Can we finally motivate our diphthongs? We're doing short-vowel "breaking" à la Sámi:
a > ea as in ase > easi, kata > keata, but katu > katu, harma > harma
i > ie always, but serme > sermi
Something about blocking in polymoraic syllables?
o > uo as in coro > cuoru
o > oa as in koli > koali
We need to figure out the context rules, and also whether /i/ and /u/ change. i > ai, u > au, maybe?
So one isogloss thing between dialects could be whether/when these things happen. How about E/W/Capitol all do it (but ever so slightly differently), but N doesn't?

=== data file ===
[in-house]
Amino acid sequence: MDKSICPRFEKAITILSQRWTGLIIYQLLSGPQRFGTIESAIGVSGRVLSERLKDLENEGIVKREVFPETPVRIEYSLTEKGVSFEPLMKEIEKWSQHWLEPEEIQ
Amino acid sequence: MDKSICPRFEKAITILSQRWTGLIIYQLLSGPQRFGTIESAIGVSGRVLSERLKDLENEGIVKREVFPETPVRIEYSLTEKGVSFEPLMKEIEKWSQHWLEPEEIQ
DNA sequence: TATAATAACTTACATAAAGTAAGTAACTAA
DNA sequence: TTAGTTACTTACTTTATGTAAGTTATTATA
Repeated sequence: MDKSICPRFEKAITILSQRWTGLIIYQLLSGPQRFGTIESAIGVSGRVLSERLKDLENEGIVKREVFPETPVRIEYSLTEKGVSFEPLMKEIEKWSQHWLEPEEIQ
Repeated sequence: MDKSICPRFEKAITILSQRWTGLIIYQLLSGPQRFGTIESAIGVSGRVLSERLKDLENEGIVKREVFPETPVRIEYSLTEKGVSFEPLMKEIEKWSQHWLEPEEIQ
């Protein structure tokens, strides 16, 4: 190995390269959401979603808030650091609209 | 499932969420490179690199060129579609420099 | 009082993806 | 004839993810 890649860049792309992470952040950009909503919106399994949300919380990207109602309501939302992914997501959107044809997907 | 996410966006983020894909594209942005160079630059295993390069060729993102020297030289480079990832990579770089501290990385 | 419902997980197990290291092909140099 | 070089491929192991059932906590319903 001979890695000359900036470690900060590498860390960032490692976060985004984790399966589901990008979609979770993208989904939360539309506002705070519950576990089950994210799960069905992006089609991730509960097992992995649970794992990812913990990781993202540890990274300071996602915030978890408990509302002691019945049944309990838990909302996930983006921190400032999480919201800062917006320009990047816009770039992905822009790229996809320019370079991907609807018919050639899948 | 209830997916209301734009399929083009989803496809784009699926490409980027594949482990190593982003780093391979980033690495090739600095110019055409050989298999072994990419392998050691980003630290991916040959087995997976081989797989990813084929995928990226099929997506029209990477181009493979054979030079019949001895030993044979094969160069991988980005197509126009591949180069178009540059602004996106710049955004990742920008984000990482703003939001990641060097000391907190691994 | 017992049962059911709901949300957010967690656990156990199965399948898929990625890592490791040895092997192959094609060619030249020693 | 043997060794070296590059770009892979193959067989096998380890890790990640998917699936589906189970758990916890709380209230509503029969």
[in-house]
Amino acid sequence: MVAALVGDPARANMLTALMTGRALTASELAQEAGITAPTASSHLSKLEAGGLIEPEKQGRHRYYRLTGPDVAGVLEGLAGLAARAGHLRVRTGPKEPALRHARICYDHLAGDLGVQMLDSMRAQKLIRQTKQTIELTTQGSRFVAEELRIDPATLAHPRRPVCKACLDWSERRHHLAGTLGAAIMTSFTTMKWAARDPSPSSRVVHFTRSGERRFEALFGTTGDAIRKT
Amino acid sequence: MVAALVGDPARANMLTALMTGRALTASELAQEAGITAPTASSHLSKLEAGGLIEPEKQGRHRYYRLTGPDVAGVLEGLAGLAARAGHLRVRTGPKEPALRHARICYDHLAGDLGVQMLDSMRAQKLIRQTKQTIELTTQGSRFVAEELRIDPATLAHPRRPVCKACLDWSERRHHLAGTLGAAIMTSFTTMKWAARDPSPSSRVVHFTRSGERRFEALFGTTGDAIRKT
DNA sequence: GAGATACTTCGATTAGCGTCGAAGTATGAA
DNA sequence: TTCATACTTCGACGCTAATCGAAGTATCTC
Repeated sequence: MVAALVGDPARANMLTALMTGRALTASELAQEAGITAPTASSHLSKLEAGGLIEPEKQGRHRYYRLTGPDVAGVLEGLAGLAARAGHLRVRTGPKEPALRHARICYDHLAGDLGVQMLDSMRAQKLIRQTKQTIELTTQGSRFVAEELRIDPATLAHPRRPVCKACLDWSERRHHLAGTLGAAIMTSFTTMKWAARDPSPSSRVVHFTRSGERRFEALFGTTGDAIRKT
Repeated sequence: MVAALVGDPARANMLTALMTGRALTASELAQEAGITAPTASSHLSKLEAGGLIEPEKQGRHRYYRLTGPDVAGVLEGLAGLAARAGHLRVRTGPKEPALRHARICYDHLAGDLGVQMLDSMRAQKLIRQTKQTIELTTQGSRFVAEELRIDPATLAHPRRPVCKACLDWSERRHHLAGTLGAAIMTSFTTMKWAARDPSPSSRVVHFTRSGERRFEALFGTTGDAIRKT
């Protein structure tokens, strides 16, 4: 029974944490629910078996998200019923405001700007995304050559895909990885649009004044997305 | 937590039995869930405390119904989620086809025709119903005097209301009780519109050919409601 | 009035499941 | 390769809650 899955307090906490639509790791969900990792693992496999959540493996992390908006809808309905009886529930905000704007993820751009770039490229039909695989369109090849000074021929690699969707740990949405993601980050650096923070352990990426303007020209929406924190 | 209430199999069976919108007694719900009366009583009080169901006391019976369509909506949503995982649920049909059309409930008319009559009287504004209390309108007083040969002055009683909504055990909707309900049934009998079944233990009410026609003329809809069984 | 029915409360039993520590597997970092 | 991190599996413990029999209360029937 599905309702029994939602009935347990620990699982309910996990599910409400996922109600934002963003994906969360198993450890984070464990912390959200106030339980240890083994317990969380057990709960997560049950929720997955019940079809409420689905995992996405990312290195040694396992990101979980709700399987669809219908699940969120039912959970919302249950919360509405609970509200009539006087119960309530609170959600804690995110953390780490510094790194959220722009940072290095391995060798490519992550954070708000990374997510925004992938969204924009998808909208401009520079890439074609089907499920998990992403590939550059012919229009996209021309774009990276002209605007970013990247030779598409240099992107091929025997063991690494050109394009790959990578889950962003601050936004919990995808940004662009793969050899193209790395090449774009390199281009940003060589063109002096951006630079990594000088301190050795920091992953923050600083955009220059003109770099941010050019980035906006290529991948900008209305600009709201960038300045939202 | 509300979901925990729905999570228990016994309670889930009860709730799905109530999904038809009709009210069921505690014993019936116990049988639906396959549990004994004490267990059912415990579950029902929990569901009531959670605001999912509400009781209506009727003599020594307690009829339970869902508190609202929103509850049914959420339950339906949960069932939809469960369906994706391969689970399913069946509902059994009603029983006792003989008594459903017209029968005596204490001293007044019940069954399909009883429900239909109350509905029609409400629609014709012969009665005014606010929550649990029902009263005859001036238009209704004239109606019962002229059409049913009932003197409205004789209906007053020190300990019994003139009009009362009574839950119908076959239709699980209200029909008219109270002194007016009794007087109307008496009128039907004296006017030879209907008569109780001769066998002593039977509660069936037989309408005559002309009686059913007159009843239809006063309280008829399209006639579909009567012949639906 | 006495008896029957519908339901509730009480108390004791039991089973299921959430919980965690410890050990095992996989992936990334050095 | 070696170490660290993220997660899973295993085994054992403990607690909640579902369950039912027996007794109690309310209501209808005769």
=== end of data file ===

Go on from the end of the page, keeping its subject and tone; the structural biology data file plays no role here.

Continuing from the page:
SO, how do we motivate long diphthongs? Do we have palatalized consonant phonemes in modern Seadi? We've been paying too much attention to orthography instead of phonology.
Is it possible that the short/long vowel distinction is being neutralized in southern dialects of Seadi in favor of quality differences? If /e/ never appears stressed in open syllables, but /ē/ does, it's a prime opportunity to lose the length feature since it's no longer contrastive.
But Jesus, this is going to mean a ****load of paradigmatic leveling with both verbs and nouns.